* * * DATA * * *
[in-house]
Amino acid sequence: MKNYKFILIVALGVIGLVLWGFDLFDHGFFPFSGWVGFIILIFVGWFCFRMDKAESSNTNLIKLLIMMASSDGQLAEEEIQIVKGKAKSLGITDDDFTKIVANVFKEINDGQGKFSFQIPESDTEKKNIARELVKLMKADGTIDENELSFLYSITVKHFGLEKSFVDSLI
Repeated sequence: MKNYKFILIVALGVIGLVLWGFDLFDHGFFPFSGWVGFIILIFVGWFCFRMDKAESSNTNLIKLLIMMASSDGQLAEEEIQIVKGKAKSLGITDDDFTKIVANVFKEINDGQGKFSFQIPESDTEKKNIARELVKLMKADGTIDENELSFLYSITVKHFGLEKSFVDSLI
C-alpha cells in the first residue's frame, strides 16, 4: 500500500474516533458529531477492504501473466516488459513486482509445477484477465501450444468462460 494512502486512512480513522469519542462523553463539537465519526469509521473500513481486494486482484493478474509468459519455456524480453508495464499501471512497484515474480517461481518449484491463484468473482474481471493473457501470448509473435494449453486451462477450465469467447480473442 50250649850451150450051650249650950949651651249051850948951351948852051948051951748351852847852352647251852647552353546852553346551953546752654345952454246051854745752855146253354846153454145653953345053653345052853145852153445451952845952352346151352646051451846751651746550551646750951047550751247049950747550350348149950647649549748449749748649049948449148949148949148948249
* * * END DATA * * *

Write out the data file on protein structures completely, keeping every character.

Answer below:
[in-house]
Amino acid sequence: MKNYKFILIVALGVIGLVLWGFDLFDHGFFPFSGWVGFIILIFVGWFCFRMDKAESSNTNLIKLLIMMASSDGQLAEEEIQIVKGKAKSLGITDDDFTKIVANVFKEINDGQGKFSFQIPESDTEKKNIARELVKLMKADGTIDENELSFLYSITVKHFGLEKSFVDSLI
Repeated sequence: MKNYKFILIVALGVIGLVLWGFDLFDHGFFPFSGWVGFIILIFVGWFCFRMDKAESSNTNLIKLLIMMASSDGQLAEEEIQIVKGKAKSLGITDDDFTKIVANVFKEINDGQGKFSFQIPESDTEKKNIARELVKLMKADGTIDENELSFLYSITVKHFGLEKSFVDSLI
C-alpha cells in the first residue's frame, strides 16, 4: 500500500474516533458529531477492504501473466516488459513486482509445477484477465501450444468462460 494512502486512512480513522469519542462523553463539537465519526469509521473500513481486494486482484493478474509468459519455456524480453508495464499501471512497484515474480517461481518449484491463484468473482474481471493473457501470448509473435494449453486451462477450465469467447480473442 50250649850451150450051650249650950949651651249051850948951351948852051948051951748351852847852352647251852647552353546852553346551953546752654345952454246051854745752855146253354846153454145653953345053653345052853145852153445451952845952352346151352646051451846751651746550551646750951047550751247049950747550350348149950647649549748449749748649049948449148949148949148948249